The ABCs of the Tacoma Dome Link light rail extension
Picture this: A light rail line entering Tacoma at East 26th Street near the Puyallup River, traveling west.
From there, the tracks pass a station before crossing onto East 25th Street near East L Street, coming to a stop at a second station near the Tacoma Dome.
That’s one of the routes for a future light rail line from Federal Way that’s gathered the most community interest and support, according to a resolution passed by the Tacoma City Council on Tuesday.
The resolution outlines the city’s suggested route alignment and station locations for Sound Transit’s Tacoma Dome Link Extension (TDLE) project, which was passed by voters in 2016 as part of the $54 billion Sound Transit 3 (ST3) proposition and is slated to open in 2030 if all goes according to plan.
The 9.7-mile project extends the link light rail from Federal Way to Tacoma with four stations — two in Tacoma — along the way.
“This is the beginning of the process,” Mayor Victoria Woodards said at the meeting. “We’ve just narrowed it down, but it doesn’t mean there’s not going to be a whole lot more study that goes on before we get to a final decision.”
Sound Transit proposed about a dozen route options in Tacoma as part of preparation for an environmental review and sought advice from the city, the Puyallup Tribe, Pierce Transit, the Port of Tacoma, the Dome Business District and various citizen advisory groups.
Feedback on the proposed routes was collected this spring. More than 200 people attended three open houses held by Sound Transit in April.
Link stations along East 26th Street near Portland Avenue and East D Street would be closer to the community on the south side of I-5 and existing bus services, according to feedback.
Among the most common concerns in Tacoma? Parking, pedestrian access to the stations, business displacement and connections to transit.
The city stressed the need for non-motorized connections in its resolution.
“Pedestrian connections, especially with the area south of I-5, are key to ensuring the best utilization of the station and must be accommodated in a safe, efficient, comfortable and attractive manner,” states the resolution.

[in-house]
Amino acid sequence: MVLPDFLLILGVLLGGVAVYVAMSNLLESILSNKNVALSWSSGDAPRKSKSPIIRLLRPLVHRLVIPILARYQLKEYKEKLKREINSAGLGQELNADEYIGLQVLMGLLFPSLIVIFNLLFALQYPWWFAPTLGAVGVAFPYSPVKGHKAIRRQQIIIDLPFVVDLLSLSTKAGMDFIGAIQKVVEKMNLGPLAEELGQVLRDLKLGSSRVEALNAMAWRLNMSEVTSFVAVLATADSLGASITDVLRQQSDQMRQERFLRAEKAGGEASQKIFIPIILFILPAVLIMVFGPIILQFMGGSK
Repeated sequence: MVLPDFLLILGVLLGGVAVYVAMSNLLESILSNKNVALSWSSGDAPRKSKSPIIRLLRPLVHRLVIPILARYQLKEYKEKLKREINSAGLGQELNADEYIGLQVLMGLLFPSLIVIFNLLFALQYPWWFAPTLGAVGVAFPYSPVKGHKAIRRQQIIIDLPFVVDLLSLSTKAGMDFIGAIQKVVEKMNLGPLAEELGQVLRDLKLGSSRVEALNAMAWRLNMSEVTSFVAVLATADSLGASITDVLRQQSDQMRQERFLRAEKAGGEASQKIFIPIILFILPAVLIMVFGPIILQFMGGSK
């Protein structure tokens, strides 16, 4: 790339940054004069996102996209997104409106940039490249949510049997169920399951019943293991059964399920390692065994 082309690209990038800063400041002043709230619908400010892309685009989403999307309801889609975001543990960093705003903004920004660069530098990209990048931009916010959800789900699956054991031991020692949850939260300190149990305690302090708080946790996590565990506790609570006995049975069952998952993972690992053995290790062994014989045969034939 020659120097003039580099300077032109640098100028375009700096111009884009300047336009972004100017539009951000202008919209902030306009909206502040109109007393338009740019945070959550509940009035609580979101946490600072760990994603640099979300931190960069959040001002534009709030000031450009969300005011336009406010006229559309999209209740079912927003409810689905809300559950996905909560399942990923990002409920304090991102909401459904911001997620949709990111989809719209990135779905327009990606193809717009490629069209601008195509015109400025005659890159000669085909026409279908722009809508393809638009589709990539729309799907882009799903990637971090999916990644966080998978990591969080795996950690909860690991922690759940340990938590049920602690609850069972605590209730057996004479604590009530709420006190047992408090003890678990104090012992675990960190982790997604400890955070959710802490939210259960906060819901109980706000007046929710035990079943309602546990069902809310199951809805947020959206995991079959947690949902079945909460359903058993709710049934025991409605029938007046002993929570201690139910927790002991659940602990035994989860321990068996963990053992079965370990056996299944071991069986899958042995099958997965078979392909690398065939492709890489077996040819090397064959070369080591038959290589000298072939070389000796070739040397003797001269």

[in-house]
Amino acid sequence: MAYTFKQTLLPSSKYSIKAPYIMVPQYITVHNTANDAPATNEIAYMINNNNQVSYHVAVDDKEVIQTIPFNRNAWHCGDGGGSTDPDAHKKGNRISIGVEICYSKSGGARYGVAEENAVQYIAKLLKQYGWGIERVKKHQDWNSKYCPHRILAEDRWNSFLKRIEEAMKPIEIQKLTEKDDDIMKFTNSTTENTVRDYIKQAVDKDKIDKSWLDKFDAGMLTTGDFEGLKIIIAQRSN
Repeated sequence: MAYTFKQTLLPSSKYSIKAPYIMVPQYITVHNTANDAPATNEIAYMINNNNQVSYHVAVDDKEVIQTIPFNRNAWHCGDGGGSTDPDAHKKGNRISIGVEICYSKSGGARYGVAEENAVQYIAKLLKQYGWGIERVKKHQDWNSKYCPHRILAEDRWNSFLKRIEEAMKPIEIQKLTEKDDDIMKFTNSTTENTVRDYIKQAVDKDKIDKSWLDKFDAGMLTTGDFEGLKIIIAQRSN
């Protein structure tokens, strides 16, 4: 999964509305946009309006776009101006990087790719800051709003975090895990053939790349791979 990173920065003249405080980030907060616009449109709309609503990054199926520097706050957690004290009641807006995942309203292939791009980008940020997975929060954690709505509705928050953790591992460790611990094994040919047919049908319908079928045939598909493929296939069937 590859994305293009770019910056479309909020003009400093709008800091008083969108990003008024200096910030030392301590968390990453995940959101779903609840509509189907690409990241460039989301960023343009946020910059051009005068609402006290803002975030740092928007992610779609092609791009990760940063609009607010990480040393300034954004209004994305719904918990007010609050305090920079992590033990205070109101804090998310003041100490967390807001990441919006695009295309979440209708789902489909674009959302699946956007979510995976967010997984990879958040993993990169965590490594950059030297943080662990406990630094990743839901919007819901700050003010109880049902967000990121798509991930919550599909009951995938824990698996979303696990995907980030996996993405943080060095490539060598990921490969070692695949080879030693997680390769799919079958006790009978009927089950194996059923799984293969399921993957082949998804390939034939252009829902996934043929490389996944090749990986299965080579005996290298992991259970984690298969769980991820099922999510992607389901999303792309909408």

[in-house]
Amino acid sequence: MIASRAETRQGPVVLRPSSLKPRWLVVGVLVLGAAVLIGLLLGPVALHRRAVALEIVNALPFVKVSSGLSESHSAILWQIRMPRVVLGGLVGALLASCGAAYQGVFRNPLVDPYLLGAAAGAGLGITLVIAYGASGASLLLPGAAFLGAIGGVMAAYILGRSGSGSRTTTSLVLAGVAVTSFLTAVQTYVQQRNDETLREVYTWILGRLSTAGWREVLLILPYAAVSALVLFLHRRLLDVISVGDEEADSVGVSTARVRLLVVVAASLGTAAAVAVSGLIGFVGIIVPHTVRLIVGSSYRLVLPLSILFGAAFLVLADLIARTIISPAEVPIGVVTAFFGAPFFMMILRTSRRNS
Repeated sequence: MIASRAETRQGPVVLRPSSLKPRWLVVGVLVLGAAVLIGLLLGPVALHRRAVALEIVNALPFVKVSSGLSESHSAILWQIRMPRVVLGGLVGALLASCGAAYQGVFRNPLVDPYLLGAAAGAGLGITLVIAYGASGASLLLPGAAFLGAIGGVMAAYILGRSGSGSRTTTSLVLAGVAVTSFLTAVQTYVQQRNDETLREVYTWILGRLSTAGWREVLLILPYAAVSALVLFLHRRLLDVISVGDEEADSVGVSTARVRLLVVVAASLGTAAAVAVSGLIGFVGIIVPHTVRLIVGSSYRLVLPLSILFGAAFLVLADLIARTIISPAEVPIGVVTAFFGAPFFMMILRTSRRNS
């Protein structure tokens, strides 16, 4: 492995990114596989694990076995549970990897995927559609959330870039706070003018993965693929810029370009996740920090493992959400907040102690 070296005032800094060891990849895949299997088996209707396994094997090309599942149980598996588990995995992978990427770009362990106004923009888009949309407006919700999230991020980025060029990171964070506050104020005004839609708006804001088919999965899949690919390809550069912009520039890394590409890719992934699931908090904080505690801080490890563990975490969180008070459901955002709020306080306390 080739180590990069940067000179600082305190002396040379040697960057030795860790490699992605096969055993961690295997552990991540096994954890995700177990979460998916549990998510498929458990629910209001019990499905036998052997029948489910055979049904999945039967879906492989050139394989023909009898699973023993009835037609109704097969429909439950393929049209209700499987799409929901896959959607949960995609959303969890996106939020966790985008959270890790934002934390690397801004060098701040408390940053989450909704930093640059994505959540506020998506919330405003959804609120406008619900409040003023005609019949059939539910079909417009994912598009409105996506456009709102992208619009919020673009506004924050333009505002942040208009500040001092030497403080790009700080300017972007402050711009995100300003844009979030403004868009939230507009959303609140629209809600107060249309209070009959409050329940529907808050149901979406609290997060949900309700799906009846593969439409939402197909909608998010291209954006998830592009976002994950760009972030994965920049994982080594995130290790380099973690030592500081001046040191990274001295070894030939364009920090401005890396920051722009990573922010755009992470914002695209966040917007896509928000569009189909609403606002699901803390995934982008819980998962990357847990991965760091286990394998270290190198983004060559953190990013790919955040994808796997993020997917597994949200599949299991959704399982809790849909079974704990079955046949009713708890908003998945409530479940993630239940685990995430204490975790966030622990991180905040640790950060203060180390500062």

The city also highlighted potential parking challenges.
“Parking in the existing Tacoma Dome Station area is already challenging, particularly during peak demands, and is likely to become more problematic with the introduction of the TDLE,” states the resolution.
The stations planned for Fife and Federal Way will have 500-stall parking garages. There are no parking garages proposed for the two Tacoma stations.
Current parking options are already at capacity, said Councilwoman Lillian Hunter.
“I’m concerned about that, because what that means is at the end of the day or 10 years down the road, people are going to say it’s impossible to get (to the stations),” Hunter said at the meeting.
Woodards said the city might conduct its own parking study.
Community feedback shows interest in a below-grade route and station, or placement over the existing Sounder route.
Sound Transit project manager Curvie Hawkins said the agency would explore the options but that it’s unlikely to move forward with building the light rail line on top of the Sounder alignment.
“There are significant (construction) and operational challenges with doing that ... However I think there’s an opportunity to look at alignment that is adjacent or very close to the Sounder alignment,” Hawkins said.
Adding some items might require finding more funding.
“A couple of items that we’re hearing about that could fall into this category include the underground stations or alignments, additional parking facilities either in East Tacoma or the Tacoma Dome area or examples of any sort of pedestrian bridges over I-5,” Hawkins said.
The Puyallup Tribe supports the East 26th Street route and further exploring options for a span over the Puyallup River, according to Sound Transit documents, but cited concerns that an underground station “would expose the project to potential catastrophic risks due to cultural resources and potential human remains that could be immitigable and prevent completion of the project.”
People discouraged a route along Puyallup Avenue and East 26th Street, crossing onto East 27th Street, from further study, citing negative impacts to businesses, distance from parking garages and required pedestrian access to stations.
Sound Transit will continue its environmental impact study through 2022.